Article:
How Do We
Promote Higher Level Thinking Today?
It's one thing for educators to teach to tests that offer learners
certification that proves they've mastered key facts and concepts
that panels of experts deem necessary for an 'educated' person to
It's another thing altogether to help learners exploit their native
curiosity and continuously improve their higher order thinking so
they are able to solve the endless stream of complex problems that
everyday life delivers. It's true, as Tony Karreer says,
life is mostly an open book test
For many years, Bloom's
has offered teachers and learners some useful
distinctions that help break down complex tasks into structured
learning experiences that allow people to build on their
taxonomy began with knowledge, understanding, and application as
skills and cast higher level skills as analysis, synthesis, and
However, getting learners engaged - and keeping
them engaged - in the increasingly busy and 'noisy' information
environment of the 21st century seems to be presenting new
In 2001, Anderson and Krathwohl
adapted Bloom's model to fit
the needs of today by employing more outcome-oriented language,
workable objectives, and changing nouns to active verbs.
Most notably, knowledge was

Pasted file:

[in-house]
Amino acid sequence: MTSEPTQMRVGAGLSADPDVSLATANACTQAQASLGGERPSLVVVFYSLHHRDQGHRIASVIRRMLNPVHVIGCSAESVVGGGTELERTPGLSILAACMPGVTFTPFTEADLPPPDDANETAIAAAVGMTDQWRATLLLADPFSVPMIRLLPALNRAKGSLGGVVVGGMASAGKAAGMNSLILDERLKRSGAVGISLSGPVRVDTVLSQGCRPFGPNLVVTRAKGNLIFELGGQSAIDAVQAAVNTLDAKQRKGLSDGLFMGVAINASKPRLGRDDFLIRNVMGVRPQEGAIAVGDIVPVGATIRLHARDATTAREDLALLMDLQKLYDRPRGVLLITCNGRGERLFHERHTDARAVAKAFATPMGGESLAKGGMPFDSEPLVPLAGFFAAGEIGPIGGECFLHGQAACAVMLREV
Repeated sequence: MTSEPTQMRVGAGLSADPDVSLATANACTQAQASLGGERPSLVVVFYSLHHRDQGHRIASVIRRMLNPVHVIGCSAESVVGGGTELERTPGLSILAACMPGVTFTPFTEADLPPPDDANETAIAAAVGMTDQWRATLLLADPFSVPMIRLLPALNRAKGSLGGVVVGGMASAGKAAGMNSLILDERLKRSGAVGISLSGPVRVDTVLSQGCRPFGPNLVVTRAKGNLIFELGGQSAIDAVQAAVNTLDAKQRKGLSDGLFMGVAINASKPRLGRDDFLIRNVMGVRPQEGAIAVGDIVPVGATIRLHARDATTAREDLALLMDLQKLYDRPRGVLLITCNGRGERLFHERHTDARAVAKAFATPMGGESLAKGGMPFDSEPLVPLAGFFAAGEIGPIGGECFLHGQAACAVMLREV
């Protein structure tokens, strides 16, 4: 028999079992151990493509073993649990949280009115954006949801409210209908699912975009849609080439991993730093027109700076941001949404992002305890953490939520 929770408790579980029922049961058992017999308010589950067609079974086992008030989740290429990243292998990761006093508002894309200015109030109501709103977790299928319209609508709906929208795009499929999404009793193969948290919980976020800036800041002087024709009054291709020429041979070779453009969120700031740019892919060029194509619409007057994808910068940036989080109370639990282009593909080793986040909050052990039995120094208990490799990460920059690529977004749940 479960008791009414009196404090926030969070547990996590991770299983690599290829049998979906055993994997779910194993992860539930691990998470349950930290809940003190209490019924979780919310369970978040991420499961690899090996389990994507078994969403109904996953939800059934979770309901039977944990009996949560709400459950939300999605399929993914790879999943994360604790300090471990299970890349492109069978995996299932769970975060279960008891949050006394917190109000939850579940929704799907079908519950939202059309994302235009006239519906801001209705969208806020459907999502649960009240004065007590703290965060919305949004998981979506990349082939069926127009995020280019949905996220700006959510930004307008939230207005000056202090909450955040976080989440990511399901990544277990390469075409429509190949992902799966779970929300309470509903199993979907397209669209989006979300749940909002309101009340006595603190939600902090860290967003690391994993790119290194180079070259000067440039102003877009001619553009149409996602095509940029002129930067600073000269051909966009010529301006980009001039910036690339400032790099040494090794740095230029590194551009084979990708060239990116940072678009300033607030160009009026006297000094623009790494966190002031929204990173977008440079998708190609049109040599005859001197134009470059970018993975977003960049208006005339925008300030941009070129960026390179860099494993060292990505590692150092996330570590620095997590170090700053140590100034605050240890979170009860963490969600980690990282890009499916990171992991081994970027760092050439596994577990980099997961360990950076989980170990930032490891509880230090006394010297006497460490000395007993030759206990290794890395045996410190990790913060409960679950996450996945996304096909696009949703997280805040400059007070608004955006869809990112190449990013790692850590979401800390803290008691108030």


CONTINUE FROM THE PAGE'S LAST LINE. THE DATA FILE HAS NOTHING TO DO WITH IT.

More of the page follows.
converted to remember.
In addition, the highest level of development is now called
create, rather than
This circle is called the Cognitive Taxonomy Circle:
Barbara Clark (2007) provided an adaptation of Bloom's work to
facilitate active learning.
(You can click on the image above to get a larger
representation if you're having a hard time reading it here. I've
linked the graphic to another page online that displays it in a
I find Clark's tool useful when I need to respond
to learners' needs directly, actively, and specifically. I use it
to help me meet learners of all ages - and all abilities -
where they are in
their personal inquiry, not where I
am, or where I think
they ought to be.
When I'm able to do this, engagement seems to take
care of itself.
What tools do you use to help you meet
learners where they are?
This is not a rhetorical question. It's a real
question that I'm truly curious about…